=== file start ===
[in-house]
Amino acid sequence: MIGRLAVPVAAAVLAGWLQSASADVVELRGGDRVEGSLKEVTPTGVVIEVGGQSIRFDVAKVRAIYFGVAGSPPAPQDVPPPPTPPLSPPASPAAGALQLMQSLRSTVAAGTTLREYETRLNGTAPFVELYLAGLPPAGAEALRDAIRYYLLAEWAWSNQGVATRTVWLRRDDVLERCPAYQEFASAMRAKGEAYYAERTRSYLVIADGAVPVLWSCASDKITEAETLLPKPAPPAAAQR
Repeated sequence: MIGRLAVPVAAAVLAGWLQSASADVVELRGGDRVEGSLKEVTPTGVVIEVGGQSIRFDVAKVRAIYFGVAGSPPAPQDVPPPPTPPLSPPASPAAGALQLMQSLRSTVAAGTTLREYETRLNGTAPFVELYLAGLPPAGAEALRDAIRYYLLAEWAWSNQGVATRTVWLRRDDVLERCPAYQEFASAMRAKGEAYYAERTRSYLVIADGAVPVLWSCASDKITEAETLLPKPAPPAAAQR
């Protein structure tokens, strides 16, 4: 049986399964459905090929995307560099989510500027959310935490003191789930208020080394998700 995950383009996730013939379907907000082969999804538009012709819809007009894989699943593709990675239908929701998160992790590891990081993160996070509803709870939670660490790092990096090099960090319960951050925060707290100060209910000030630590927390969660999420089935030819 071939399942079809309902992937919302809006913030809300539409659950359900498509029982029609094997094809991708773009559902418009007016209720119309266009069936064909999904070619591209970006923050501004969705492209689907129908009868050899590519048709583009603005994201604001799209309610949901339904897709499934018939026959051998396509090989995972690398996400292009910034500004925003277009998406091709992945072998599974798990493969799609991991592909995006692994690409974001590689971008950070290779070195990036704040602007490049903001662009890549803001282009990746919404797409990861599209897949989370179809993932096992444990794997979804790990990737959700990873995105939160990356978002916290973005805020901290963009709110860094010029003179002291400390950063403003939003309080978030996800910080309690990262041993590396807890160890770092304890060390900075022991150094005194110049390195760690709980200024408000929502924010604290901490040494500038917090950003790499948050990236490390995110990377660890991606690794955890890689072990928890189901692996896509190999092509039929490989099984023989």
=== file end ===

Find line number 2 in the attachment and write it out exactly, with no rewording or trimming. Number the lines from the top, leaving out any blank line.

Amino acid sequence: MIGRLAVPVAAAVLAGWLQSASADVVELRGGDRVEGSLKEVTPTGVVIEVGGQSIRFDVAKVRAIYFGVAGSPPAPQDVPPPPTPPLSPPASPAAGALQLMQSLRSTVAAGTTLREYETRLNGTAPFVELYLAGLPPAGAEALRDAIRYYLLAEWAWSNQGVATRTVWLRRDDVLERCPAYQEFASAMRAKGEAYYAERTRSYLVIADGAVPVLWSCASDKITEAETLLPKPAPPAAAQR